The fundamental basis of differential training between half marathon and marathon is the ability to run those extra miles. Understanding your fat metabolism is the key to unravel your training schedule.
When training for half marathon, you should aim for more speed because of the lesser number of miles in half marathon. You should try to beat your own personal best time and increase your pace accordingly.
For full marathon training, your main aim should be to increase your endurance. Only after your endurance training has been successfully completed, you should think of pace. This is the key difference between half marathon and marathon training schedule.
Progression from Half to full marathon training plan necessitates that the runner trains the body to recover faster after running. This can be done by proper interval training and dietary control. For more details about intervals training, the reader is encouraged to refer our article on recovery intervals.
Tips to Make Half Marathon to Marathon Transition Easy
Now that you have understood the key differences when transitioning from half marathon to marathon, it is time to give you some quick tips to make this transition slightly easier. These will also prepare you mentally and physically to train for a marathon.
Tip #1 Check Your Fitness Level
Going from half marathon to marathon is a drastic and demanding shift. You must ensure that your body and mind are in the right frame to make this shift. If you are a new runner, then you must focus on training for half marathon before the plunge. Also, you can hire a running coach who will help you with your fitness level and running program.
Tip #2 Choose a Reasonable First Race
For your first marathon, you should give your body the experience of running on a course that is more or less flat. As you train longer, you can choose more challenging marathons.
Tip #3 Find a Suitable Training Plan
There are hundreds of marathon training plans available online. While choosing a plan for yourself, remember to pick one that is most similar to your half marathon training plan. Most of the training plans for a marathon are 16-20 weeks and you would need to run 4 days a week. So make sure to be committed towards the training plan.
Tip #4 Run Smartly
Running long distance can affect both mind and body. Hence, to get into the running pattern, it is important to opt for run-walk program which will reduce the stress and keep you on tracks for long.
Half marathoners, try the 7:1 run-walk ratio (7 minutes of run and 1-minute walk) this will train your body for the race day.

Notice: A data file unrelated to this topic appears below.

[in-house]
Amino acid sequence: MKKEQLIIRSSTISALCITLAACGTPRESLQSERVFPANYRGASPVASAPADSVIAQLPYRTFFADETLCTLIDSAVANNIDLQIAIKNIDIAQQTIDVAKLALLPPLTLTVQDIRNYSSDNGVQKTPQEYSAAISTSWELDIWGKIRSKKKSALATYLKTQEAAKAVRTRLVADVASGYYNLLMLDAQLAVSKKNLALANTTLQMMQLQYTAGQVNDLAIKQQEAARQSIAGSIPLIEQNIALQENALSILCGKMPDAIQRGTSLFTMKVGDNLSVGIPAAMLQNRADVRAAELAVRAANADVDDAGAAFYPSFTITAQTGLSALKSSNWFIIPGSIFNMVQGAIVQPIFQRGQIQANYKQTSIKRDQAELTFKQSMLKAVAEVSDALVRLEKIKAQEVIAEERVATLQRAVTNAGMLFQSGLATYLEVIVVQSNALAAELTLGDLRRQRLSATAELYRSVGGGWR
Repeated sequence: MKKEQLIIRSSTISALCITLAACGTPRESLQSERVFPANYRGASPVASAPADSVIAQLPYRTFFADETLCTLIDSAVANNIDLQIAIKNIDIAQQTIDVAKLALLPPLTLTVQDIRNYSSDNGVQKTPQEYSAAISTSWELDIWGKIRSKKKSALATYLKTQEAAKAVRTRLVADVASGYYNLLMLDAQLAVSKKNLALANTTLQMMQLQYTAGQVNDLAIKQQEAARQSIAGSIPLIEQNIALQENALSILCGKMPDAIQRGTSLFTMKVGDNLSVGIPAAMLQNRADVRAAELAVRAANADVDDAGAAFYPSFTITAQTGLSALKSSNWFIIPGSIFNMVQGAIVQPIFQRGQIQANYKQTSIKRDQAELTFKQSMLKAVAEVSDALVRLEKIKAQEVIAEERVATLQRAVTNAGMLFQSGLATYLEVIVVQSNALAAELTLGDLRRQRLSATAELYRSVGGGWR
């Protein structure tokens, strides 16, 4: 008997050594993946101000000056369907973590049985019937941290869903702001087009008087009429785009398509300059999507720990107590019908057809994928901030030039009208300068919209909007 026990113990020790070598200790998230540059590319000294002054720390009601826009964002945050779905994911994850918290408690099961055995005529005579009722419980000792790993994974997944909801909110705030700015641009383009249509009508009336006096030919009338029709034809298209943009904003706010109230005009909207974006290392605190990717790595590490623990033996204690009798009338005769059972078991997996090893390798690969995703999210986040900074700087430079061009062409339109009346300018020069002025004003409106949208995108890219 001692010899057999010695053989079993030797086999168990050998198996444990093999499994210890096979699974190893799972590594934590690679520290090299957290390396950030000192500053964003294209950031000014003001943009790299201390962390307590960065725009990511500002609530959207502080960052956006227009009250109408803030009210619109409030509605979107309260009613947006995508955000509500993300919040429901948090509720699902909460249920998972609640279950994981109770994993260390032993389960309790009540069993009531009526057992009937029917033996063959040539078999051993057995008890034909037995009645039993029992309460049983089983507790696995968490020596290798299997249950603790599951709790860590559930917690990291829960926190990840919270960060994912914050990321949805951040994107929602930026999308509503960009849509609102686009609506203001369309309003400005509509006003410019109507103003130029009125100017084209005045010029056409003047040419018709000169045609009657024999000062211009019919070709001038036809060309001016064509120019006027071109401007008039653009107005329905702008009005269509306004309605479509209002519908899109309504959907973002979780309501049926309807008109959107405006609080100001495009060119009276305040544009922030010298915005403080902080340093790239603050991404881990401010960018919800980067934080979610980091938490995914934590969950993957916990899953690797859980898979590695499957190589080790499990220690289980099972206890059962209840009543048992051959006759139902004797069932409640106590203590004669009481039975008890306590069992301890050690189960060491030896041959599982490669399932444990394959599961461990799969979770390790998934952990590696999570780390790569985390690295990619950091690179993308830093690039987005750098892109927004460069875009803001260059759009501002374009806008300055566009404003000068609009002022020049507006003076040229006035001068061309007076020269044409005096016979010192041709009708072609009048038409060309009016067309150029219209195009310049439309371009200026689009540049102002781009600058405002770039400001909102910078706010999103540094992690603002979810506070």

Tip #5 Take Baby Steps
Now that you know how many miles a full marathon is, you can feel overwhelmed to complete it. So, we suggest you take baby steps. Keep a note of your weekly progress and check how far have you progressed. Also, you can break down the long runs into a series of shorter runs and hydrate yourself. Run for 10 minutes and then walk and replenish yourself with fluids, drink 5-10 ounces of water. Then slowly switch your drink to sports drinks, electrolytes. Prep yourself for the race day and this way you will come out of the 26.2 miles fear.
Tip #6 Join a Running Group
Running for such a long distance can get very boring. For your practice sessions, you could find running groups and become a part of it. Having some company while running makes it more fun and time will fly running long distance.
Tip #7 Stay Motivated
The mind plays a very important role in making your body respond to changes. If you are serious about making the transition from half marathon to marathon, then stay positive and keep telling yourself that you will do it. Positive reinforcement is very important for getting desired results from your training.
The distance between both marathons- half and full, is not easy to cover. Only those runners who have successfully covered half marathons should think of taking the leap to full marathons. It takes tremendous grit and determination, along with weeks of regular practice to make the transition from half marathon to full marathon. We are hopeful that this article will help you to make this transition.